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    In the USA, tornadoes most often target trailer-home parks.

    Old joke:

    Q: "What does a tornado and a redneck divorce have in common?"

    A: "Somebody's gonna lose a trailer."
    .
     
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  13. Old Geezer

    Old Geezer Legendary Survivalist
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  14. DirtDiva

    DirtDiva Master Survivalist
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    I spent about 20 years in Missouri in an area that was prone to tornadoes. Our solution was an earth contact home and a root cellar/tornado shelter.Used to every farm had a root cellar that served that purpose.
     
  15. lonewolf

    lonewolf Societal Collapse Survivalist. Staff Member
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    recent weather predictions say the UK could get snow on Christmas Day, that hasnt happened for a number of years, probably not down this way, more like the North of England down to the Midlands.
     
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  16. Old Geezer

    Old Geezer Legendary Survivalist
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    https://www.thesun.co.uk/news/17068556/snow-forecast-freezing-cold-christmas/

    temp conversion + 13 C = + 56 F____ - 6 C = - 22 F

    Quotations in color Blue:

    Highs of 13C are forecast in parts of the UK over the next two days - but the Met Office has issued a yellow warning for fog today and tomorrow for areas in East England.


    The Met Office has warned icy fog could lead to poor visibility on the roads which could cause travel disruption.


    But temperatures are set to plunge to freezing in the days before Christmas with biting lows of -6C expected in Scotland on the big day.


    Storm Corrie is then set to lash the country with blizzards and chilly winds blasting in straight from the Arctic just after Christmas.


    Heavy snow is then set to hit parts of the country - with some areas expected to be blanketed in up to a staggering 10 inches of the white stuff.


    If the poor weather does materialise, parts of central and southern Wales would see astonishing drifts of snow as deep as 9.8 inches in places.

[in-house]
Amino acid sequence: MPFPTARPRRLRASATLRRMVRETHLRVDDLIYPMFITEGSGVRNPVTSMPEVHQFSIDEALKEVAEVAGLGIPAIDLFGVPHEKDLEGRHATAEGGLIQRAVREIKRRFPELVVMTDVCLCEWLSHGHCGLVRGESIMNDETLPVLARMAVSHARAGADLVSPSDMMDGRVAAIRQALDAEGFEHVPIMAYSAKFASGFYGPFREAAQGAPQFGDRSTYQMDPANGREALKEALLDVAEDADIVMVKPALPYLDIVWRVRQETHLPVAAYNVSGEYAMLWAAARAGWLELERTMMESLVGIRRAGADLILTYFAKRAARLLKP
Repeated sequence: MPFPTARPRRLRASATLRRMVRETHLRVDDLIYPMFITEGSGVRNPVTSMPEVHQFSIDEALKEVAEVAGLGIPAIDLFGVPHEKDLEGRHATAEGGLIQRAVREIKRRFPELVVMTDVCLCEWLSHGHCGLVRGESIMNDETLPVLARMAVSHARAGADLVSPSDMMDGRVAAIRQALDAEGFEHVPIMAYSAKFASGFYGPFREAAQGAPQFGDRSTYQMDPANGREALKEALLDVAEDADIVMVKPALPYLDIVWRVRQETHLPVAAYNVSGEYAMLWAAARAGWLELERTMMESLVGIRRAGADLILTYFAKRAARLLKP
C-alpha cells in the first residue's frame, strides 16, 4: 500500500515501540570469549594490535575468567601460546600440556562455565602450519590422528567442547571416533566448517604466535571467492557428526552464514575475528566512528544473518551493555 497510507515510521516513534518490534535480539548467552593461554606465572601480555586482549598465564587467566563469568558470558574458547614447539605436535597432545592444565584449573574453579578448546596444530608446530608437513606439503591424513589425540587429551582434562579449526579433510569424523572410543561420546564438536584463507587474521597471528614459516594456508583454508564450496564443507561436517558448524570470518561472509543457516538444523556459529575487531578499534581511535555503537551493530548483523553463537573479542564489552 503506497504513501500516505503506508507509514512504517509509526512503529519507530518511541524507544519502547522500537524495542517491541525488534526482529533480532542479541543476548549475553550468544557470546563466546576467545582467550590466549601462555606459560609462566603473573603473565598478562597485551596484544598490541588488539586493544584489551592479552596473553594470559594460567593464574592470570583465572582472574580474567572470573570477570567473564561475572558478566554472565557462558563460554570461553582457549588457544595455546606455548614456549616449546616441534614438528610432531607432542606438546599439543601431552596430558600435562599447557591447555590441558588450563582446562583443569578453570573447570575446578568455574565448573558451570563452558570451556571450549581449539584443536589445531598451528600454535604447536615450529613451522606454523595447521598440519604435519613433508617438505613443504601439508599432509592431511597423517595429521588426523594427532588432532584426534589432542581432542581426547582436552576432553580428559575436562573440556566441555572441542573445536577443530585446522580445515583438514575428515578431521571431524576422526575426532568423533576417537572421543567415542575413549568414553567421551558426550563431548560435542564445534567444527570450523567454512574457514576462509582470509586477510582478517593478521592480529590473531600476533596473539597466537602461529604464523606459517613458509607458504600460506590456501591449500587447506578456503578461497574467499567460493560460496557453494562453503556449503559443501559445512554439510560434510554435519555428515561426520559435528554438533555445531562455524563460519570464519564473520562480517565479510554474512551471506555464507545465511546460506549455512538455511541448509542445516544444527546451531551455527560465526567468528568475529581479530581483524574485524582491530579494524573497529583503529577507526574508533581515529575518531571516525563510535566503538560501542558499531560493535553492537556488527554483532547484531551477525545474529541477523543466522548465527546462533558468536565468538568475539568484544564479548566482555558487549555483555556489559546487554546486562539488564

.


    -----------------

    America being as vast as it is will see all manner of weather conditions this Christmas. Here's weather.com's best guesses. Note that in mountainous regions, all bets are off as to how bad things will get, roads passable vs. impassable. Mountain folk pack their home's larder before winter -- guess why.

    https://weather.com/safety/winter/news/2021-12-14-white-christmas-forecast-snow

    upload_2021-12-17_13-2-3.png
     
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  17. Old Geezer

    Old Geezer Legendary Survivalist
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    "VIDEO: Kentucky Family Survived Tornadoes Thanks to Underground Prefab Storm Shelter"

    https://www.breitbart.com/weather/2...rvived-storm-using-underground-storm-shelter/

    "As the storm made its way through Bremen, 'It started shaking the lid real bad, we had to hold it down,' Pointer told WHAS 11. The family made it through the storm safely, thanks to the shelter his father installed ten years ago.

    "The family never used the shelter prior to December 10, but it proved extremely useful even after the storm when their home was in tatters, and the family needed shelter.

    "Pointer’s father could not remember how much it cost to put the shelter in over a decade ago, but he and his son agree that their family’s safety is priceless."


    =============

    This company makes prefab storm shelters in above-ground and below-ground models:
    https://survive-a-storm.com/residential-storm-shelters/

    There are other companies, but I've not looked them up.

    A do-it-yourself storm shelter would also provide you with a good root cellar.



    View attachment 6693
     
  18. poltiregist

    poltiregist Legendary Survivalist
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    The concrete slab that is scheduled for my family group to put in this coming Thursday incorporates partial underground rooms for storms / root cellar . We will be doing the slab ourselves as we couldn't find a contractor willing to actually work . The same for the rest of the structure . We will potentially send one of our group to a saw mill as the saw mill owner can't find help either and saw up the logs to build a log house . This house will call for thinking out of the box of usual construction . --- A few nights ago the wife , grandson and myself were woke up during the predawn hours with a big boom that sounded like a very big explosion . Actually that boom woke up everyone in the area , not just my house .It turned out we were sitting almost directly on top of the epicenter of a earth quake . It seemed to me to me to be more like the sound of a huge collapse of a cavern roof . There are a lot of caves around here .
     
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  19. Old Geezer

    Old Geezer Legendary Survivalist